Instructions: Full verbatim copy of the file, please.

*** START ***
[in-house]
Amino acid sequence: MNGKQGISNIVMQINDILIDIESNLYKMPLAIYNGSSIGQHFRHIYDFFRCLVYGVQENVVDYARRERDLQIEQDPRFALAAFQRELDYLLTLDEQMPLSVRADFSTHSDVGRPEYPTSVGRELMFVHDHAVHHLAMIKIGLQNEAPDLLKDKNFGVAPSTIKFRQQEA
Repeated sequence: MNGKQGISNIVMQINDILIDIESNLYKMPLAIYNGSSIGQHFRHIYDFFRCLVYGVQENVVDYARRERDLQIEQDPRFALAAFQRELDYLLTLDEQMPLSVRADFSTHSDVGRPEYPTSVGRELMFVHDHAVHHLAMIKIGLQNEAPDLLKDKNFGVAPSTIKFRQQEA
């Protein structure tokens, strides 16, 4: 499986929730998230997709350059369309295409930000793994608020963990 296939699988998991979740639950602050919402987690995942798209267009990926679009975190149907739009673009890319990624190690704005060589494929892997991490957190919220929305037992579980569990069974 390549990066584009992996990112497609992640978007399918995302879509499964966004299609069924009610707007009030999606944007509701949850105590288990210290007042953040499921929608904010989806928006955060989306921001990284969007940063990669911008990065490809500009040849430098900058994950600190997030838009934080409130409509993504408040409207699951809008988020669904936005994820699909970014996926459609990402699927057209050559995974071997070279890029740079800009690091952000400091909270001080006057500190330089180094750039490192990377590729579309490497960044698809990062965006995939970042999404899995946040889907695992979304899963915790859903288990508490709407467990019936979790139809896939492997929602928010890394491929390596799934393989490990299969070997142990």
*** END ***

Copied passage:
[in-house]
Amino acid sequence: MNGKQGISNIVMQINDILIDIESNLYKMPLAIYNGSSIGQHFRHIYDFFRCLVYGVQENVVDYARRERDLQIEQDPRFALAAFQRELDYLLTLDEQMPLSVRADFSTHSDVGRPEYPTSVGRELMFVHDHAVHHLAMIKIGLQNEAPDLLKDKNFGVAPSTIKFRQQEA
Repeated sequence: MNGKQGISNIVMQINDILIDIESNLYKMPLAIYNGSSIGQHFRHIYDFFRCLVYGVQENVVDYARRERDLQIEQDPRFALAAFQRELDYLLTLDEQMPLSVRADFSTHSDVGRPEYPTSVGRELMFVHDHAVHHLAMIKIGLQNEAPDLLKDKNFGVAPSTIKFRQQEA
């Protein structure tokens, strides 16, 4: 499986929730998230997709350059369309295409930000793994608020963990 296939699988998991979740639950602050919402987690995942798209267009990926679009975190149907739009673009890319990624190690704005060589494929892997991490957190919220929305037992579980569990069974 390549990066584009992996990112497609992640978007399918995302879509499964966004299609069924009610707007009030999606944007509701949850105590288990210290007042953040499921929608904010989806928006955060989306921001990284969007940063990669911008990065490809500009040849430098900058994950600190997030838009934080409130409509993504408040409207699951809008988020669904936005994820699909970014996926459609990402699927057209050559995974071997070279890029740079800009690091952000400091909270001080006057500190330089180094750039490192990377590729579309490497960044698809990062965006995939970042999404899995946040889907695992979304899963915790859903288990508490709407467990019936979790139809896939492997929602928010890394491929390596799934393989490990299969070997142990």